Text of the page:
Presbyterians Today

JUN-JUL 2018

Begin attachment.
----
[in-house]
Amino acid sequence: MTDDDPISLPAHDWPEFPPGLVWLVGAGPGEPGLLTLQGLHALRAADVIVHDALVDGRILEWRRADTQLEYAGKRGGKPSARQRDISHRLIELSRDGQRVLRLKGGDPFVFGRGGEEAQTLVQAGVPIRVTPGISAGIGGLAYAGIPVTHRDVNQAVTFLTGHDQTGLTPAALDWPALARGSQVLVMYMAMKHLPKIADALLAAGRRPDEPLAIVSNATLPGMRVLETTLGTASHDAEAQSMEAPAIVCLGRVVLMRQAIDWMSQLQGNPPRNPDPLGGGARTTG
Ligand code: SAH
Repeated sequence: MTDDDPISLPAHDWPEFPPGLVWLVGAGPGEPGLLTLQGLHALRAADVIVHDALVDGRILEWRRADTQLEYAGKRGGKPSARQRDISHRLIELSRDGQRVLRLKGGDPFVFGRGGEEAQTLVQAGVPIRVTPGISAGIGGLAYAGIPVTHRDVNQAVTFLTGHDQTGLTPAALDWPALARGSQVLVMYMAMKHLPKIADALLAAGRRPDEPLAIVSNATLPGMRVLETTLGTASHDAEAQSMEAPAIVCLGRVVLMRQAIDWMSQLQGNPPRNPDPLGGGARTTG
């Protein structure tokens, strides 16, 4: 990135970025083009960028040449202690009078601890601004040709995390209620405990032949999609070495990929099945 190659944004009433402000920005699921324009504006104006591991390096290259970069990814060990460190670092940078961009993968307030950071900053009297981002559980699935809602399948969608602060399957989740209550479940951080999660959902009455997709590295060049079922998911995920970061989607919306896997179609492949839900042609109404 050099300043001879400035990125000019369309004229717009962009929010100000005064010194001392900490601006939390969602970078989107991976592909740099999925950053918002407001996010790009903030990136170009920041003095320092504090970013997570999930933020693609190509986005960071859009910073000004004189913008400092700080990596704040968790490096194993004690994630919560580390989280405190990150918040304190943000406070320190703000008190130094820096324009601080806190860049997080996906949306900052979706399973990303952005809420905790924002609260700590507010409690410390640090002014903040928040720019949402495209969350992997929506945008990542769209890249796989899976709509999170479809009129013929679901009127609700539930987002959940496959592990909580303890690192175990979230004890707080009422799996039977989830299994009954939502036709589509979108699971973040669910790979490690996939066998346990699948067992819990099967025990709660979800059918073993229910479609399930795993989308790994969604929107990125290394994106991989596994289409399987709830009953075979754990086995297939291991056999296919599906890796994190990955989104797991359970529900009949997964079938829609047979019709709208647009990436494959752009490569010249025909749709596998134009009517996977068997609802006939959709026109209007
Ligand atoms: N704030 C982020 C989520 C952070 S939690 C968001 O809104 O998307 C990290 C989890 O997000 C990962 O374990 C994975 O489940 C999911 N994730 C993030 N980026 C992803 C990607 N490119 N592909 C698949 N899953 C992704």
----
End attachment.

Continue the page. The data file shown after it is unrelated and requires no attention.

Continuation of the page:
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Pr e s by te r i a n s To d ay | JUNE/JULY 2018 31 Mission-minded kids are tomorrow's hope BY DONNA FRISCHKNECHT JACKSON C hildren and teens swarmed around First United Presbyterian's churchyard, their laughter and chatter almost as loud as the buzzing of the summer mosquitoes that swarmed along with them. Poles were scattered on the grass, as were piles of shapeless pieces of neon orange nylon, black tarp and Army green canvas. "Does this belong to your tent or mine?" one girl asked. "I don't know," shrugged a boy who didn't even look up to see which pole she was holding. "I guess it doesn't matter," she muttered as she went ahead pitching a tent that would clearly be lopsided due to the wrong pole holding up one end of the canvas. The kids of Salem, New York, a rural village on the Vermont border, were excited about the church campout. Not because it meant a night filled with hot dogs and hide-in- the-dark games. They were excited because they were camping out to raise awareness — and money — to buy a ShelterBox. The Salem Rotary had told the children about how Rotary International provides shelter to families displaced by political con- flicts and natural disasters. They learned that for $1,000, one box — containing items such as a family- sized tent, cooking utensils, blankets and solar-powered lights — would provide the basic comforts for a family who had lost their home. One child thought it would be "cool" to buy a box. Another thought it would be even cooler to camp out on the church lawn to raise money for a box. And so, a campout was planned. The kids didn't just pitch their tents, though. They also helped repre- sentatives from ShelterBox, who came to the campout and set up an actual tent that a family would be living in. future advocates future advocates

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